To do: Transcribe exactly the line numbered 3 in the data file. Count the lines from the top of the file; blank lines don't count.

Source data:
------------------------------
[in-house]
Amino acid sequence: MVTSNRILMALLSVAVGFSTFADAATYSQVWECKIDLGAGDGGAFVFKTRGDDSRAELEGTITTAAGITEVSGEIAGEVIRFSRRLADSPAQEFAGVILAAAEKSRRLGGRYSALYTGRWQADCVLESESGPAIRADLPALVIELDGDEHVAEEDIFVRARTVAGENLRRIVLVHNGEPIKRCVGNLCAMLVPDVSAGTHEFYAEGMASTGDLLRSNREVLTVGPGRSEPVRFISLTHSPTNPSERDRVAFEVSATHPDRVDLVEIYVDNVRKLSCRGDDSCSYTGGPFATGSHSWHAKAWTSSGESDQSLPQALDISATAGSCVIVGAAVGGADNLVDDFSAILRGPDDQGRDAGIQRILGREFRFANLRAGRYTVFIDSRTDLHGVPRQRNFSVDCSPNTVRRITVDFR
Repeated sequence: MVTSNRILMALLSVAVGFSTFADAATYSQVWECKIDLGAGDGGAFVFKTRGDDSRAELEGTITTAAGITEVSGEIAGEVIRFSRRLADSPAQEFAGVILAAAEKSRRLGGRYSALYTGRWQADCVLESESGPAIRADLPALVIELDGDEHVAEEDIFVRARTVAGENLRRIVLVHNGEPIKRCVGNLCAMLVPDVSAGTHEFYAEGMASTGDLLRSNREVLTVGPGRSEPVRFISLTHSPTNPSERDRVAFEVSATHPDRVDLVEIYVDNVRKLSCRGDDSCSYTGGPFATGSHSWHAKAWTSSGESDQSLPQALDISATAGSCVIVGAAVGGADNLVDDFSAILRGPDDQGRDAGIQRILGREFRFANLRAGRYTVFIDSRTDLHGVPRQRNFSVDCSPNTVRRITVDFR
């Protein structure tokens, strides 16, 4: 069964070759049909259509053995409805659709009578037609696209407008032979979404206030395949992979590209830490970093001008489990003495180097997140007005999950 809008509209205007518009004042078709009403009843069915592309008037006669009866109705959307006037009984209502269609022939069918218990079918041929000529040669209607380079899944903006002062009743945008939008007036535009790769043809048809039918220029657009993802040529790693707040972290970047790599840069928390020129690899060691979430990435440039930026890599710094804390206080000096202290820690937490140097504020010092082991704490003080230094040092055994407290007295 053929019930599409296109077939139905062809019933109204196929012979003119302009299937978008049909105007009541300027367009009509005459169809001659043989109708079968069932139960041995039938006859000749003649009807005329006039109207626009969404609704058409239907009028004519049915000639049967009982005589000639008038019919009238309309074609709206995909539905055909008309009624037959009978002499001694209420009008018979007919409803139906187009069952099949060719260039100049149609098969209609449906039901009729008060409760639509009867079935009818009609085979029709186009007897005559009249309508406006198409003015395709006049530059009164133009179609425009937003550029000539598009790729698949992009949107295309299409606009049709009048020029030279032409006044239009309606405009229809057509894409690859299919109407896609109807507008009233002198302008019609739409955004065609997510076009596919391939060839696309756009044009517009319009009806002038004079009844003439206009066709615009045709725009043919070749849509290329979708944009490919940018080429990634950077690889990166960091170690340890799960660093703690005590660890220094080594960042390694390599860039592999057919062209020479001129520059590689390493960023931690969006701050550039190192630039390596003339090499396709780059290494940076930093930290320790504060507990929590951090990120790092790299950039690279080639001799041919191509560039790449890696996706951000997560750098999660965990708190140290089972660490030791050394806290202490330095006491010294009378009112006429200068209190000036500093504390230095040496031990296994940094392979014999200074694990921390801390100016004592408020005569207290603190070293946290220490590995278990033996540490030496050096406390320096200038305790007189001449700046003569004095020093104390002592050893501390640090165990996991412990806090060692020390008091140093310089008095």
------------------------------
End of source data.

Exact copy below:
Repeated sequence: MVTSNRILMALLSVAVGFSTFADAATYSQVWECKIDLGAGDGGAFVFKTRGDDSRAELEGTITTAAGITEVSGEIAGEVIRFSRRLADSPAQEFAGVILAAAEKSRRLGGRYSALYTGRWQADCVLESESGPAIRADLPALVIELDGDEHVAEEDIFVRARTVAGENLRRIVLVHNGEPIKRCVGNLCAMLVPDVSAGTHEFYAEGMASTGDLLRSNREVLTVGPGRSEPVRFISLTHSPTNPSERDRVAFEVSATHPDRVDLVEIYVDNVRKLSCRGDDSCSYTGGPFATGSHSWHAKAWTSSGESDQSLPQALDISATAGSCVIVGAAVGGADNLVDDFSAILRGPDDQGRDAGIQRILGREFRFANLRAGRYTVFIDSRTDLHGVPRQRNFSVDCSPNTVRRITVDFR